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Aortic valve stenosis
Most patients with calcific aortic stenosis report knowing of a
cardiac murmur for many years. Common symptoms of aortic
stenosis include: coughing at night; fainting, especially with
physical activity; fatigue; shortness of breath that worsens at
night or with exertion; angina; and, visual impairments. Some
patients may also experience exertional syncope, probably
reflecting the inability to increase cardiac output and maintain
blood pressure in response to vasodilation. Vasodepressor
syncope, however, may be an operative mechanism in a portion of
these syncopal episodes.
On physical examination, the harsh systolic diamond shaped
(crescendo-decrescendo) murmur of aortic stenosis, loudest at the base of the heart and radiating to the
carotids, is often, but not always, prominent. Low output
states, obesity, or chronic lung disease may mask the findings.
The murmur may radiate toward the cardiac apex, in which case
the harsh component is lost; this finding may be mistaken for a
second murmur. Other hallmarks of significant aortic valve
stenosis include a single (pulmonic) component of the second
heart sound and a sustained left ventricular apical impulse with
a fourth heart sound. The slowly rising, low volume carotid
arterial pulses of severe aortic stenosis may be noted in
younger patients, but changes in arterial compliance often mask
these findings in the elderly.
Patients with typical findings of aortic stenosis should have a
detailed history-taking session with inquiry into habitual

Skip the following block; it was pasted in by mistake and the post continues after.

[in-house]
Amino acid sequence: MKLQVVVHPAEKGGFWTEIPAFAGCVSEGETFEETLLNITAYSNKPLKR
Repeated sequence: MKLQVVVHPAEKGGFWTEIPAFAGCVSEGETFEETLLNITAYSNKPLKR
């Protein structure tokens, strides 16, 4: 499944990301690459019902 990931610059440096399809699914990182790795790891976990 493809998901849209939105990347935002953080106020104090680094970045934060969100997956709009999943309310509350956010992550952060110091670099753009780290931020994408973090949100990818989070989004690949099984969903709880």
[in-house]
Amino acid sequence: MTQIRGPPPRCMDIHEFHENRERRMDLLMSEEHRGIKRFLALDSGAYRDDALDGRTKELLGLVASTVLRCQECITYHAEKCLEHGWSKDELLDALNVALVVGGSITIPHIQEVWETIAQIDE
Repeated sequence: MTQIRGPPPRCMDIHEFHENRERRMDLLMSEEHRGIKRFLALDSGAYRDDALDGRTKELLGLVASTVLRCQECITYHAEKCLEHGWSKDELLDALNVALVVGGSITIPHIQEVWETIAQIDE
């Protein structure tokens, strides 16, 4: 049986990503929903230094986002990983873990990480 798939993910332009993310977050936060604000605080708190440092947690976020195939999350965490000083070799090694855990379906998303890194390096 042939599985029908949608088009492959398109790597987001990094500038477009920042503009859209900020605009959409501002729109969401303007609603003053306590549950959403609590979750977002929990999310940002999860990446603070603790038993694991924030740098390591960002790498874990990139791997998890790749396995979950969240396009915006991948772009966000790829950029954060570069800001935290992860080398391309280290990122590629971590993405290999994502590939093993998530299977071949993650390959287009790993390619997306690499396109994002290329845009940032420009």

activity levels and any changes in exercise tolerance. The onset
of any of the classic symptoms of left ventricular outflow
obstruction, namely angina, syncope, or heart failure, in a
patient with valvular aortic stenosis indicates advanced valve
disease and should be carefully and promptly evaluated. The
severity of symptoms is not always related to the severity of
the disease. In fact, people sometimes die suddenly from aortic
stenosis without having had symptoms. Symptoms usually occur
when the aortic valve area narrows to less than 1 square
centimeter. Critical aortic stenosis is present when the valve
area is less than 0.7 square centimeters.
The electrocardiogram often shows changes of left ventricular
hypertrophy. In rare instances, electrical conduction
abnormality can also been seen.
The chest X-ray is seldom helpful, although occasionally heavy
calcification of the valve or post-stenotic ascending aortic
dilation may be seen.
With its widespread availability, two-dimensional and Doppler
echocardiography has become the study of choice in the
evaluation of patients with suspected valvular disease.
Echocardiography allows assessment of the anatomy of the valve
as well as chamber size and ventricular function. Doppler
studies permit estimation of pressure gradients, as well as
aortic valve area by employing the continuity equation.
With good quality echocardiography, cardiac catheterization is
usually not required for diagnosis of patients with aortic
stenosis. However, a cardiac catheterization is the gold
standard in evaluating aortic stenosis. A pre-operative coronary
angiography is generally performed in men over 40 years old and
women over 50.
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